Chinese Double Seventh Festival (Qixi)

Introduction

Originated in Han Dynasty (202 BC - 220 AD), the Double Seventh Festival is what Valentine's Day to the western countries. In Chinese, it is called Qixi. As it falls on the seventh day of the seventh lunar month, the festival is named the Double Seventh Festival. It is the most romantic festival among all the traditional Chinese festivals with a legend about the two lovers - cowherd and weaver girl.

Because in the past it is a day especially for young girls to pray for dexterity in needlework and happy marriages, it is also known as the Young Girls' Day or Qiqiao (pray for intelligence and skills) Festival.

Fast Facts about Double Seventh Festival

Chinese Name: 七夕节 Qīxī Jié
Alternative Names: Qixi Festival, Qiqiao Festival, Chinese Valentine's Day, Young Girls' Day
Date: July.7th (Chinese Lunar Calendar)
Festival Type: Traditional Chinese Festival
Countries to Celebrate: Areas where the Chinese people live and East Asian countries
Origin: The worship to the nature in ancient times or the worship to the time and number
Traditions and Customs: Worshiping the weaver girl to pray for wisdom; Lovers celebrate it by sending presents to each other and dining together

Date of Double Seventh Festival

The Double Seventh Festival falls on July 7th on the Chinese lunar calendar. The following chart shows the exact times for the festival from 2018 to 2020:
Year Date of Double Seventh Festival
2018 August 17th
2019 August 7th
2020 August 25th

Legend

The legend about Qixi Festival is Niulang (cowherd, symbolizing Altair) and Zhinv (weaver girl, symbolizing Vega) which has been handed down from Western Zhou Dynasty (1046 BC - 771 BC). It is said that the Niulang's parents died at an early age. While living with his brother and sister-in-law, he was usually harshly treated by them. His only friend was an old ox. The Zhinv is the seventh daughter of the Goddess. One day, she escaped from the heaven with his sisters and swimmed in the river. The old ox gave a good advice to Niulang about how to take Zhinv as his wife. Following the ox's idea, he took Zhinv's clothes away. The other fairies flew back the heaven by fear only left Zhinv alone. Under the Niulang's pleading, Zhinv agreed to be his wife. They lived happily after marriage and had a son and a daughter. Niulang ploughed and Zhinv weaved every day. Later, the old ox died. Before he died, he told Niulang to took his hide off and put it on when needed after he died. The couple followed his advice and buried him on the hill.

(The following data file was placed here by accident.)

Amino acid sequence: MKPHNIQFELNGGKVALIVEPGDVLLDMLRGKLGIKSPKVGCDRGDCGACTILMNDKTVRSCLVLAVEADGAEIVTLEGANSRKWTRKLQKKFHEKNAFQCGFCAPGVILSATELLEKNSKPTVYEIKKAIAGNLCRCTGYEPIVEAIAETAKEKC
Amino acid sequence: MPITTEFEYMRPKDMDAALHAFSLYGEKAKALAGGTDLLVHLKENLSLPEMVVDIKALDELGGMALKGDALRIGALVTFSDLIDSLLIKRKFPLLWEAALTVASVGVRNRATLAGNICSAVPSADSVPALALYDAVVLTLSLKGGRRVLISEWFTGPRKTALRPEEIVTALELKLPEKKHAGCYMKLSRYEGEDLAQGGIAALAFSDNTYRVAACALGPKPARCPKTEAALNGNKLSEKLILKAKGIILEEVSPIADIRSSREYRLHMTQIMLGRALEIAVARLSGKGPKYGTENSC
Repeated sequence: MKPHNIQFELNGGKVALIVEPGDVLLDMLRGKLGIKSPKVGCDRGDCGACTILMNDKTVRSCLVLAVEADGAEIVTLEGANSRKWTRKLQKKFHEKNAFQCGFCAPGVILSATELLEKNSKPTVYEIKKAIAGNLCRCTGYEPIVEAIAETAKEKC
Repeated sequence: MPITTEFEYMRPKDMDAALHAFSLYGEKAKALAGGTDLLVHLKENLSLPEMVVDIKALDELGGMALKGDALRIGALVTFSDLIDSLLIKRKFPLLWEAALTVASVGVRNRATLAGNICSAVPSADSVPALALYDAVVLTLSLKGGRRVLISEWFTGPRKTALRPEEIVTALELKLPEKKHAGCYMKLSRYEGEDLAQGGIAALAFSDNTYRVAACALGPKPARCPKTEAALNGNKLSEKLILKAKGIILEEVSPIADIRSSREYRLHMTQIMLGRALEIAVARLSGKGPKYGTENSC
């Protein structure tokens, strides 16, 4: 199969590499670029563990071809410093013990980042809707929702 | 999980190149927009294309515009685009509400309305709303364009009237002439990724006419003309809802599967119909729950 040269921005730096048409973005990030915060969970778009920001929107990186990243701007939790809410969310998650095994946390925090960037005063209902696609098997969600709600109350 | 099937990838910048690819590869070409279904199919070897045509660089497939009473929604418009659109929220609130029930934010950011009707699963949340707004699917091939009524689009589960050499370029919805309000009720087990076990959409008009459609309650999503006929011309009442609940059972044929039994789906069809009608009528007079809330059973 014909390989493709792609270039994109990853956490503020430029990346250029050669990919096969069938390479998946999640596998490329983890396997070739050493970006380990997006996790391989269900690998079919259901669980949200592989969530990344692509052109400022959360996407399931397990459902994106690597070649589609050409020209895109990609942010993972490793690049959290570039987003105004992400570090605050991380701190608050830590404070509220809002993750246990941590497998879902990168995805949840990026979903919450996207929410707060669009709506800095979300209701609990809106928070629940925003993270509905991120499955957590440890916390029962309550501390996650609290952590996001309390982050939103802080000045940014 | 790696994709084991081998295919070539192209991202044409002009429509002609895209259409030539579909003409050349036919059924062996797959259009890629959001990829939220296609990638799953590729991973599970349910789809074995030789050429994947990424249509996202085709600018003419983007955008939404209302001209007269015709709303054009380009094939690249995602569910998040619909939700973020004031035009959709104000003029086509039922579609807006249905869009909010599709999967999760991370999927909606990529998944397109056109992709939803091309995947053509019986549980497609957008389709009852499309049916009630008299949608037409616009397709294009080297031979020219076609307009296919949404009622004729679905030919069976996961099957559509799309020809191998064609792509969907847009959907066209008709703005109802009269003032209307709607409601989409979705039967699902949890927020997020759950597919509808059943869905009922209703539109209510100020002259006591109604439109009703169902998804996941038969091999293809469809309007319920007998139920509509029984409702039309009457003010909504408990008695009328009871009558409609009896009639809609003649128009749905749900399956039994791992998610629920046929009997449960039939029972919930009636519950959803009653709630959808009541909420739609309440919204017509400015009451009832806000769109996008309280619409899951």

While, after knowing Zhinv had married Niulang, the God and Goddess flew into a rage. They ordered to capture Zhinv back to the heaven. When Niulan came back home and found his wife was taken by the God, he put on the ox's hide and bought his two children to chase after his wife. When he was about to chase her, the Goddess took out her hairpin and scratched a wide river in the sky to separate the two lovers. A Milky Way between them was formed blocking them to meet each other since then. Later, moved by their true love, the Goddess allowed them to meet each other once a year on the seventh day of the seventh lunar month. On the day, all the magpies in the world would fly up into the heaven to form a bridge for them to meet.

History

The festival can be traced back to the Spring and Autumn Period (770 - 476 BC). At that time, people sacrificed the two stars - Altair and Vega at that day. After Han Dynasty (202 BC - 220 AD), the day began to relate with the story about the cowherd and weaver girl, and became the girls' festival.

Traditions and Customs

Looking towards the sky to see Altair and Vega stars is a tradition on the Qixi Festival evening. People think they can see Niulang and Zhinv meet over the Milky Way. Also, people eavesdrop on Niulang and Zhinv's conversation under the fruits or melon's shelves.

As Zhinv is clever and handy, girls usually pray to Zhinv for wisdom, skills as well as happy marriages on the day. They usually put delicious food on desks to sacrifice her hoping to fulfill their dreams.

The traditions vary in different areas of China. For example, in southwestern part of China, painting their toenails and washing hair with tree sap are local customs. With these ways, they think they can be more beautiful and find a satisfied husband.

Today, the old customs of Qixi Festival have disappeared most. It has become a festival for lovers. They usually send presents and eat together to show their love that day.

More Traditional Chinese Festivals:

Chinese Spring Festival      Laba Festival      Lantern Festival      Dragon Heads-raising Day      Qingming Festival      Ghost Festival       Dragon Boat Festival         Mid-Autumn Festival      The Double Ninth Festival      Winter Solstice

Chinese Calendar

SuMoTuWeThFrSa
25
十八/18
26
十九/19
27
二十/20
28
廿一/21
29
廿二/22
30
廿三/23
1
廿四/24
2
廿五/25
3
廿六/26
4
廿七/27
5
廿八/28
6
廿九/29
十一月 (Nov)
7
初一/1
8
初二/2
9
初三/3
10
初四/4
11
初五/5
12
初六/6
13
初七/7
14
初八/8
15
初九/9
16
初十/10
17
十一/11
18
十二/12
19
十三/13
20
十四/14
21
十五/15
22
十六/16
23
十七/17
24
十八/18
25
十九/19
26
二十/20
27
廿一/21
28
廿二/22
29
廿三/23
30
廿四/24
31
廿五/25
1
廿六/26
2
廿七/27
3
廿八/28
4
廿九/29
5
三十/30

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